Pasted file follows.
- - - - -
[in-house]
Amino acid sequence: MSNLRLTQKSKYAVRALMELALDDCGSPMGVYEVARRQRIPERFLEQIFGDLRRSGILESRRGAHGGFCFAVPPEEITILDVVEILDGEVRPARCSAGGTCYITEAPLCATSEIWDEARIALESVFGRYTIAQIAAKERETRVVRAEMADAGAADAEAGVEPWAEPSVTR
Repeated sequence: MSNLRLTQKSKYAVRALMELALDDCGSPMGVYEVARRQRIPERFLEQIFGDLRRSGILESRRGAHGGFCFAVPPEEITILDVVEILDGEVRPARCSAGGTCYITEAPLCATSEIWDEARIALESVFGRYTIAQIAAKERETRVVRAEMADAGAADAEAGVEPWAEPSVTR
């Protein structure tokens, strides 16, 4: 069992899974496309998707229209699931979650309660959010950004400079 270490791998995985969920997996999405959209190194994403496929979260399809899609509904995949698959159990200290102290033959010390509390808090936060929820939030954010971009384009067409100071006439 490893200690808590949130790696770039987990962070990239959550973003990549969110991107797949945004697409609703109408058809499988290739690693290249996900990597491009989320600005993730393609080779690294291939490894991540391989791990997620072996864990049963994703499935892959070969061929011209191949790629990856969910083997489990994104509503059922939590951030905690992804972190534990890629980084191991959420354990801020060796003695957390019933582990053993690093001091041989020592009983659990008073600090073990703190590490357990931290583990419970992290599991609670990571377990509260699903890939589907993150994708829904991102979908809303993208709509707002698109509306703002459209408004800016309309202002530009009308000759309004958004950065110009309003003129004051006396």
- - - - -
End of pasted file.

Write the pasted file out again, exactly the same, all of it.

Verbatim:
[in-house]
Amino acid sequence: MSNLRLTQKSKYAVRALMELALDDCGSPMGVYEVARRQRIPERFLEQIFGDLRRSGILESRRGAHGGFCFAVPPEEITILDVVEILDGEVRPARCSAGGTCYITEAPLCATSEIWDEARIALESVFGRYTIAQIAAKERETRVVRAEMADAGAADAEAGVEPWAEPSVTR
Repeated sequence: MSNLRLTQKSKYAVRALMELALDDCGSPMGVYEVARRQRIPERFLEQIFGDLRRSGILESRRGAHGGFCFAVPPEEITILDVVEILDGEVRPARCSAGGTCYITEAPLCATSEIWDEARIALESVFGRYTIAQIAAKERETRVVRAEMADAGAADAEAGVEPWAEPSVTR
């Protein structure tokens, strides 16, 4: 069992899974496309998707229209699931979650309660959010950004400079 270490791998995985969920997996999405959209190194994403496929979260399809899609509904995949698959159990200290102290033959010390509390808090936060929820939030954010971009384009067409100071006439 490893200690808590949130790696770039987990962070990239959550973003990549969110991107797949945004697409609703109408058809499988290739690693290249996900990597491009989320600005993730393609080779690294291939490894991540391989791990997620072996864990049963994703499935892959070969061929011209191949790629990856969910083997489990994104509503059922939590951030905690992804972190534990890629980084191991959420354990801020060796003695957390019933582990053993690093001091041989020592009983659990008073600090073990703190590490357990931290583990419970992290599991609670990571377990509260699903890939589907993150994708829904991102979908809303993208709509707002698109509306703002459209408004800016309309202002530009009308000759309004958004950065110009309003003129004051006396």